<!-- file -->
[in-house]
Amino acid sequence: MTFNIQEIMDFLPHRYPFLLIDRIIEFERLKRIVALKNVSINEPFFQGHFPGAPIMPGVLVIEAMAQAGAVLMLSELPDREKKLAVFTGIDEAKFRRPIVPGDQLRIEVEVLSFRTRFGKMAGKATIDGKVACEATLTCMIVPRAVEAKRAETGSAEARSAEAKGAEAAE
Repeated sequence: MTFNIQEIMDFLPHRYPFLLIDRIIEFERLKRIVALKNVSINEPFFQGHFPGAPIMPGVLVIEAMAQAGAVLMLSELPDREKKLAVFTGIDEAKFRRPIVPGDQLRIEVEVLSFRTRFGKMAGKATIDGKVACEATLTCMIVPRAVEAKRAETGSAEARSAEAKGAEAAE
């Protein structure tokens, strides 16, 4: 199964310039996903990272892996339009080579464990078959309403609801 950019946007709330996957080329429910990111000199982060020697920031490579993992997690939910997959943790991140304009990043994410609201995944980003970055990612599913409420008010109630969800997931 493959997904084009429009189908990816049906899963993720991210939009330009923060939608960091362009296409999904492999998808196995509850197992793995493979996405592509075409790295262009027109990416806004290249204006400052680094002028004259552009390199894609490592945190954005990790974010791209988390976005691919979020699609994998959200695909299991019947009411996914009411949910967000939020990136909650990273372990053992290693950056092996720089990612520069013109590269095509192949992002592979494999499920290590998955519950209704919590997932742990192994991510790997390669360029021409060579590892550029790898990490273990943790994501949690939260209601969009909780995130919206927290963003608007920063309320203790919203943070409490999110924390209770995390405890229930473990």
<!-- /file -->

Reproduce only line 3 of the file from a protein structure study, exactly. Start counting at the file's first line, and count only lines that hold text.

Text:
Repeated sequence: MTFNIQEIMDFLPHRYPFLLIDRIIEFERLKRIVALKNVSINEPFFQGHFPGAPIMPGVLVIEAMAQAGAVLMLSELPDREKKLAVFTGIDEAKFRRPIVPGDQLRIEVEVLSFRTRFGKMAGKATIDGKVACEATLTCMIVPRAVEAKRAETGSAEARSAEAKGAEAAE